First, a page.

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From Matt Doran <matt.do...@papercut.biz>
Subject Re: Derby 10.3.1 performance (was [ANNOUNCE] Apache Derby released)
Date Wed, 15 Aug 2007 01:32:46 GMT
Olav Sandstaa <Olav.Sandstaa@...> writes:

> There were several performance improvements that went in to this 
> release. I probably do not remember all of them but here are at least some:
>   * Reuse of ResultSet (DERBY-827)
>   * New lock manager - CPU reduction mostly as a result of much less 
> synchronization (several JIRAs, eg. DERBY-1704)
>   * Move latching out of lock manager (DERBY-2107)
>   * BitSet manipulations (several JIRAs, e.g DERBY-2226, 2191)
>   * Reduced use of synchronization (several JIRAs, eg 2149, 2150)
> For some examples comparing the performance of Derby 10.2 and Derby 10.3 
> see for instance slide 29 in:
> or slide 30 in:
> http://home.online.no/~olmsan/publications/pres/jazoon07/
> For improvements for some other types of loads see also the results from 
> a nightly performance regression test which compares trunk to 10.2.2:
>    http://home.online.no/~olmsan/derby/perf/

Thanks for all the info.  The performance gains look impressive.

We have generally been very impressed with Derby's robustness and performance.
We use Derby in an embedded mode.  We have found some performance issues with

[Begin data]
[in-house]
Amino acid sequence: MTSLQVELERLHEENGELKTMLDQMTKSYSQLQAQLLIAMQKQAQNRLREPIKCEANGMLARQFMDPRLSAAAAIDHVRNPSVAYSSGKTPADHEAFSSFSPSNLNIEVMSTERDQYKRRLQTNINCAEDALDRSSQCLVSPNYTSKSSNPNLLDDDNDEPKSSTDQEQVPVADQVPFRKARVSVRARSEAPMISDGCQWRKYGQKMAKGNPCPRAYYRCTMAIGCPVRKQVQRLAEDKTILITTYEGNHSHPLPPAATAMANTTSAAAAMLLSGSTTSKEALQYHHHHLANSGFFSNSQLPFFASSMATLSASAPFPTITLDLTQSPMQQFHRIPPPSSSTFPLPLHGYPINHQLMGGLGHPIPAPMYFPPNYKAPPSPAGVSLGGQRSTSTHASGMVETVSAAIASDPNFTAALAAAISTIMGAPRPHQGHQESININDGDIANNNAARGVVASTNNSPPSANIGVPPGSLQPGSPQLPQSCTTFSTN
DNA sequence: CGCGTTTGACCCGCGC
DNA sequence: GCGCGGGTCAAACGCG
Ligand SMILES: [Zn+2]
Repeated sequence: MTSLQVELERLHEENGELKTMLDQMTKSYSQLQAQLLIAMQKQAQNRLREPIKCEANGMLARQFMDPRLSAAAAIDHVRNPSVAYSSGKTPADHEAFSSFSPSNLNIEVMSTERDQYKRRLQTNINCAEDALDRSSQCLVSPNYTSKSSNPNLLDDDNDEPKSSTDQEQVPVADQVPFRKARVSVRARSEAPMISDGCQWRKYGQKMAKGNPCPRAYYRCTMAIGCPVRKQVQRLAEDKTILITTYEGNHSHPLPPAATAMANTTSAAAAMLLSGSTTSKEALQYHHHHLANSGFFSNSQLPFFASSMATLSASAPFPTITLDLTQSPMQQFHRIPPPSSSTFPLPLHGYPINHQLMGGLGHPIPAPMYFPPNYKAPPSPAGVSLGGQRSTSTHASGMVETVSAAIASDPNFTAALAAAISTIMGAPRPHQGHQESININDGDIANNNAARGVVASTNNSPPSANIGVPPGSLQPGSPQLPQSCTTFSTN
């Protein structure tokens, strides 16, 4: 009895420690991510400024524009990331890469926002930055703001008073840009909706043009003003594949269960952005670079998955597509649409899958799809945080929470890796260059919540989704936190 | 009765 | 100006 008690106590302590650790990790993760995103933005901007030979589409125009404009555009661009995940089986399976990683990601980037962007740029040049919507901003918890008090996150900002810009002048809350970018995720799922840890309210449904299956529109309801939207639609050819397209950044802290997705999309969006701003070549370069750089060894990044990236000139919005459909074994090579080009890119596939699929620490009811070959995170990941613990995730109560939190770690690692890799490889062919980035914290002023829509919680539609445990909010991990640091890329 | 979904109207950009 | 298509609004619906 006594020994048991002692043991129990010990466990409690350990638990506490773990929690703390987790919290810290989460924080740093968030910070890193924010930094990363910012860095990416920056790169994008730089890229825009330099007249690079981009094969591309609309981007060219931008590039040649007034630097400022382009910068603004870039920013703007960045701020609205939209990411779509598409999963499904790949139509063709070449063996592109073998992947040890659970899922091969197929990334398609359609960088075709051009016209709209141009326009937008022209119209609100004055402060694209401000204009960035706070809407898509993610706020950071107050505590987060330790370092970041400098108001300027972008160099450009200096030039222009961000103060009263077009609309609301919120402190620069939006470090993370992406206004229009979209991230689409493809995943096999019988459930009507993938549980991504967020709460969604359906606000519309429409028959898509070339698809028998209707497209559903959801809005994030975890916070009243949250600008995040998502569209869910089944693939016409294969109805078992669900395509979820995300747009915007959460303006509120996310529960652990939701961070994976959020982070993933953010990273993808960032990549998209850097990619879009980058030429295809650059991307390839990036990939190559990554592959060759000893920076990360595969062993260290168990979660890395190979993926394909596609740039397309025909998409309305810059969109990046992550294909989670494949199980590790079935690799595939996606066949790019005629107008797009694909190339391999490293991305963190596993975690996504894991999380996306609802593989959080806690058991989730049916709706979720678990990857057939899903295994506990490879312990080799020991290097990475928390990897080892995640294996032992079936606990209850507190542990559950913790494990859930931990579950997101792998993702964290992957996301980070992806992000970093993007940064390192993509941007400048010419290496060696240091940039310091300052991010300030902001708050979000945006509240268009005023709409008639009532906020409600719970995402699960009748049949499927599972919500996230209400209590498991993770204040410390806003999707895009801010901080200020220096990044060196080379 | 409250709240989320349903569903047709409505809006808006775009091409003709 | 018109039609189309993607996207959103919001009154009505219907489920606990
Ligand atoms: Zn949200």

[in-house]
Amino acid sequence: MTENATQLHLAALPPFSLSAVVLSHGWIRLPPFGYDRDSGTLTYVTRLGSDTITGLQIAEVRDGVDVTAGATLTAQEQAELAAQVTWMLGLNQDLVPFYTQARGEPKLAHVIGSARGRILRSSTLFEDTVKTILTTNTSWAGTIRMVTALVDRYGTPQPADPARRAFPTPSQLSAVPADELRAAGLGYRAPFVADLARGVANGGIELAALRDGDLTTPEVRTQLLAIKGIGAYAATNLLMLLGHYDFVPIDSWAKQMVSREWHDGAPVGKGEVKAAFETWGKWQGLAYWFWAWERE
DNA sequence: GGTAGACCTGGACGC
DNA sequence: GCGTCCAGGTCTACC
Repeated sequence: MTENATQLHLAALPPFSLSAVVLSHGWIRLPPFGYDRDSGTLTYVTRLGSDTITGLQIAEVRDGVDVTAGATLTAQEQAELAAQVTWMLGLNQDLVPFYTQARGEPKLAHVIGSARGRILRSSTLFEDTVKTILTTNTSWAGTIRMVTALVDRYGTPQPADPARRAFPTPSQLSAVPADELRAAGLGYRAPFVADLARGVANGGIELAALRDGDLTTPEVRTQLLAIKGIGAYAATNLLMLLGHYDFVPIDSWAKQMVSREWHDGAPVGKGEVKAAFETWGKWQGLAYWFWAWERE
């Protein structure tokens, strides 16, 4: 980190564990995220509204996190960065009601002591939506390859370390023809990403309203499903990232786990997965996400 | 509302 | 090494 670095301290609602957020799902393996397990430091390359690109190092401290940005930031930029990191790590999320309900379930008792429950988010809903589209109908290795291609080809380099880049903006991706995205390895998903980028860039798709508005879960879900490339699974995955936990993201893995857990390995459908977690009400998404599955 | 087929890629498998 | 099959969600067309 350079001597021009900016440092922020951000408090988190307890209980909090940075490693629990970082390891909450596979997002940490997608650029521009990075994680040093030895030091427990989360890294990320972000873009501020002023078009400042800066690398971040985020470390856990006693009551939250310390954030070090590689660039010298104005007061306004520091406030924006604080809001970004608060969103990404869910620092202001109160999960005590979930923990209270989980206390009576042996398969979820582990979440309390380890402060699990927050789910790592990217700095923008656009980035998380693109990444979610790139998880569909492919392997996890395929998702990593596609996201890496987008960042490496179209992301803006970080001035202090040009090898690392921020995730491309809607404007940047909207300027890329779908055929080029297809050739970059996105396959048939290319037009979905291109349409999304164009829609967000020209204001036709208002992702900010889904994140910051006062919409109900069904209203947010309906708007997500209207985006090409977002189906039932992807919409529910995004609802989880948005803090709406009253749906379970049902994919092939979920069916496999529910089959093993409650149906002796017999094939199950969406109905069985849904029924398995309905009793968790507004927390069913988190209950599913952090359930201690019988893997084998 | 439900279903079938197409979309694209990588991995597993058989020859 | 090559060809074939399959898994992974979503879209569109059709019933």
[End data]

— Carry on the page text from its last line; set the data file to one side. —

some more complex queries on large datasets.  We usually recommendlarger
customers run our product (PaperCut NG) on a native DB (like SQL Server,
Postgres, etc), because they seem to perform better on bigger datasets (maybe
due to having less memory constraints).

Admittedly we have not spent very much time analysing derby performance and
understanding why these queries are slow.  Given the impressive performance
shown in those presentations, our performance issues are probably an indication
that we have not tuned the Derby configuration or queries adequately.  When I
get some time I'll analyse these in more detail.

We do have some constraints when tuning Derby configuration.  Our product is
designed to be easy to install, and maintain ... and *must* work out of the box
on all systems.  This means we cannot allocate too much memory to the page cache
(which has a big impact on performance) by default ... because it could cause
out of memory on memory limited systems.  So our performance suffers on more
powerful systems in order to support the smaller ones.

It would be great if we could have a more dynamic way to define the page cache
size.  For example as a percentage of the maximum memory allocated to the JVM
(e.g. Runtime.getRuntime().maxMemory()).  This would allow us to say use 10% of
JVM memory for the page cache, which would provide some basic auto-tuning
depending on the available memory.   We configure the JVM itself to use a
percentage of available system memory (which works well at the application 

What do you think?

Thanks again for all your efforts!!


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